Honor Your Elders

There is so much to learn and gain from those who have lived longer and experienced more than us, and the Chinese people are the best at recognizing this and honoring it. Not only that but without your elders, you literally would not be where you are today… or at all. So show them some respect and gratitude for all that they offer us.

CNY Traditions: On the first day families will visit with their elders and enjoy family meals with them.

Rekindle Family Ties

Family is a huge component of the Chinese culture and if you are fortunate enough to have family and to be close with them, then be thankful for their presence and their love. These people share something no one else can with you, so it is good to remember that and honor it.

CNY Traditions: A big family reunion dinner happens on the eve of the CNY where the families will cleanse the house and cook and eat dumplings together. More family visits and dinners happen on the 1st, 2nd and 8th days of the celebration.

Be Generous

By giving what we can to people, we get even more in return. The simple act of generosity increases self-satisfaction and love, enhances the life of someone else who may then turn around and pay it forward creating an amazing domino-effect, tidal wave of love and compassion that rocks the world – in a good way!

CNY Traditions: On the 1st day of the new year, married couples will give red envelopes of money to the junior member of their families. This is done to suppress aging. (Win-win if you ask me!)

Out With The Old, In With The New

This is a HUGE component of the Chinese New Year and is similar to the western tradition of new years resolutions. The Chinese have the right idea. Forget the afflictions of the past year and look forward to welcome all of the AMAZING things that are going to happen in the next 365 days! That is what the new year is all about anyway, starting fresh!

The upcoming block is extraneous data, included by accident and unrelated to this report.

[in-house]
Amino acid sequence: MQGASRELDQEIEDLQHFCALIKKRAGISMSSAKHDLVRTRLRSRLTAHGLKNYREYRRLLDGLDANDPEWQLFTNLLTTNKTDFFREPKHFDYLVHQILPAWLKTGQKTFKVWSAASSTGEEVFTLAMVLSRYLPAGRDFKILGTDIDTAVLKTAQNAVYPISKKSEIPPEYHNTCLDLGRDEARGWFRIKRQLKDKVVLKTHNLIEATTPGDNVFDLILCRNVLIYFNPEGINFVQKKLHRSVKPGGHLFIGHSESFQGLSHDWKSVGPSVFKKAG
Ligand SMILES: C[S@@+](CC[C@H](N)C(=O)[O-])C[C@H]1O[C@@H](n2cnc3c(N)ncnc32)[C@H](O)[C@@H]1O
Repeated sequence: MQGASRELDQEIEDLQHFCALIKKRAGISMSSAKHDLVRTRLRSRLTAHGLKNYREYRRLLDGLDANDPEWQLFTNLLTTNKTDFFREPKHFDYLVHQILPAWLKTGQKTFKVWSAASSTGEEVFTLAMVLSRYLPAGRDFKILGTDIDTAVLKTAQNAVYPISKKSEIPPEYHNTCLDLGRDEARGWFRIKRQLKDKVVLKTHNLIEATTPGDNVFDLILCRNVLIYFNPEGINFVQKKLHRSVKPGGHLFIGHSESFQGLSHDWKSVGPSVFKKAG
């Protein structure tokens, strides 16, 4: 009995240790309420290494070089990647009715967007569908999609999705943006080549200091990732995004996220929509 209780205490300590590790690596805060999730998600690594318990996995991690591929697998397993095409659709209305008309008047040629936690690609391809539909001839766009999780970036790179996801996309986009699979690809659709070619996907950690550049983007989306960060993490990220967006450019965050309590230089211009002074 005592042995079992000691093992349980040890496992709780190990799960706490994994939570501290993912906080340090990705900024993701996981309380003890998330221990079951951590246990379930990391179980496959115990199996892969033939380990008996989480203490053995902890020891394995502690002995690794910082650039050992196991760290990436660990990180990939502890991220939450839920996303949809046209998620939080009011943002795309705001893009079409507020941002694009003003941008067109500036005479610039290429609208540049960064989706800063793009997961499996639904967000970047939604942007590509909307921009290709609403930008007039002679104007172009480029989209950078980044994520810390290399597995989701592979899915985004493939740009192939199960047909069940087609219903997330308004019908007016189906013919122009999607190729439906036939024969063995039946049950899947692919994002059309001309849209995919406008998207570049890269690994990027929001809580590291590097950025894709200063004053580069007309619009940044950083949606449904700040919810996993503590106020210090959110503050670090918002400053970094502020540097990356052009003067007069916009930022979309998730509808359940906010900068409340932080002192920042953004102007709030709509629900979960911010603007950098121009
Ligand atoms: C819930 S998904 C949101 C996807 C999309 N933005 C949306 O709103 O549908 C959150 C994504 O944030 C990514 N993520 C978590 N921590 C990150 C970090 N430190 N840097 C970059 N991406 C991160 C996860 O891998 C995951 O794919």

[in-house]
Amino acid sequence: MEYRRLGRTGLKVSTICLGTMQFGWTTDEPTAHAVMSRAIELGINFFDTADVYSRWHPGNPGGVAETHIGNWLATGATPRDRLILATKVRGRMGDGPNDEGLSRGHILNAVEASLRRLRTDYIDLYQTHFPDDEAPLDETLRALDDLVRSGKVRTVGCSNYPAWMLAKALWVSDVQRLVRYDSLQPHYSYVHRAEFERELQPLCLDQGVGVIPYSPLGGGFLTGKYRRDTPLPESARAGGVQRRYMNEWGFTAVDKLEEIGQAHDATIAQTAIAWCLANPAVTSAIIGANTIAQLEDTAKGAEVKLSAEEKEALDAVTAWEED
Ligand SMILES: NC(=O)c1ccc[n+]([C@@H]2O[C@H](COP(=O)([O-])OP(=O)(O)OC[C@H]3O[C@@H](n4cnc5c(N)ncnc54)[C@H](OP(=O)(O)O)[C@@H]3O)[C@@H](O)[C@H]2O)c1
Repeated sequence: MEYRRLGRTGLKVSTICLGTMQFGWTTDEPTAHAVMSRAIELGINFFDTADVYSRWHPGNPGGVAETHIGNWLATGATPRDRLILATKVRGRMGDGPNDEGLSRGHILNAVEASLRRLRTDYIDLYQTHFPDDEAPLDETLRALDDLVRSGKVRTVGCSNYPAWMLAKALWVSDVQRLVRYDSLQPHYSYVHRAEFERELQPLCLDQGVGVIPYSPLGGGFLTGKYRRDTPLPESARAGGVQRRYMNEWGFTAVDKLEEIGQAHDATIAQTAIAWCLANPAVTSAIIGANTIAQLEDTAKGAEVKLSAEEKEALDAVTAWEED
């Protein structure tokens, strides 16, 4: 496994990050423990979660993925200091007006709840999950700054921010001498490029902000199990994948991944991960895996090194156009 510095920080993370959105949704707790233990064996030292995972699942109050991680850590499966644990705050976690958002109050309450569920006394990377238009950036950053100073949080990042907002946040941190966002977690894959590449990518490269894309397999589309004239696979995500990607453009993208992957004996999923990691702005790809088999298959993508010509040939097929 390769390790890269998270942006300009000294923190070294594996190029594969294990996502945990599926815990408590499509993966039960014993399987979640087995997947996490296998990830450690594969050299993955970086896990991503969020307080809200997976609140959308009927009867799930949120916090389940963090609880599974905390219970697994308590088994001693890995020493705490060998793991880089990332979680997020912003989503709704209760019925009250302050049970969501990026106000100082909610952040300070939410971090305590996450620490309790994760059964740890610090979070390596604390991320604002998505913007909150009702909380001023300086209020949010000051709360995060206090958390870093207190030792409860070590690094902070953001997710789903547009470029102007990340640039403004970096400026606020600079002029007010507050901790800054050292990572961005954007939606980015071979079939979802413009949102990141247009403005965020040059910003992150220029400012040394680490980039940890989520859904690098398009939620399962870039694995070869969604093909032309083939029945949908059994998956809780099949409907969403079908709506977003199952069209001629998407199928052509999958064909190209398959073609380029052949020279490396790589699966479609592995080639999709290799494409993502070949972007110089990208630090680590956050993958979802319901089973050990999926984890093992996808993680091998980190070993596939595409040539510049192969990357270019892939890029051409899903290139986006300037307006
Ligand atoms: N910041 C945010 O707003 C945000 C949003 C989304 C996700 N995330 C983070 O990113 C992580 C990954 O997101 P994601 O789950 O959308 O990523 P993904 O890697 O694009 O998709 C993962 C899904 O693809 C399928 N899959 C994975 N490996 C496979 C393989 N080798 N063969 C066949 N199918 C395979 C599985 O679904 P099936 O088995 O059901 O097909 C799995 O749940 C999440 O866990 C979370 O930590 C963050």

CNY Traditions: Burning last year’s altars and setting up new ones for the coming year. Cleaning and cleansing the house. “Sweeping” out bad fortune and opening doors for good luck and tidings. Fresh paint and decoration in red and gold to promote prosperity and luck. Settling any disputes and monetary debts prior to the first day of the new year.

Celebrations In The US

San Fransisco, CA: Claimed to be the largest Chinese New Year celebration outside China. Includes a massive parade and festival. Other North American cities with CNY parades include: Los Angeles, New York City, Boston, Chicago, Mexico City, Toronto and Vancouver.

New York, NY: Lunar New Year Festival in the famed Chinatown. Includes a parade and 300,000 firecrackers.

Honolulu, HI: I included this as it is often forgotten that Hawaii has one of the largest Asian populations in the US, including it’s own Chinatown. This, of course, will be the celebration that I will be attending!

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Chinese New Year 6 Lessons

About Sam

Manini girl Sam is our travel curator and sustainable travel expert. When she isn't busy with Manini stuff, she's enjoying the mermaid life in Hawaii, taking long walks on the beach with her pup and boyfriend, scrubbing teeth, or improving her skills in graphic design.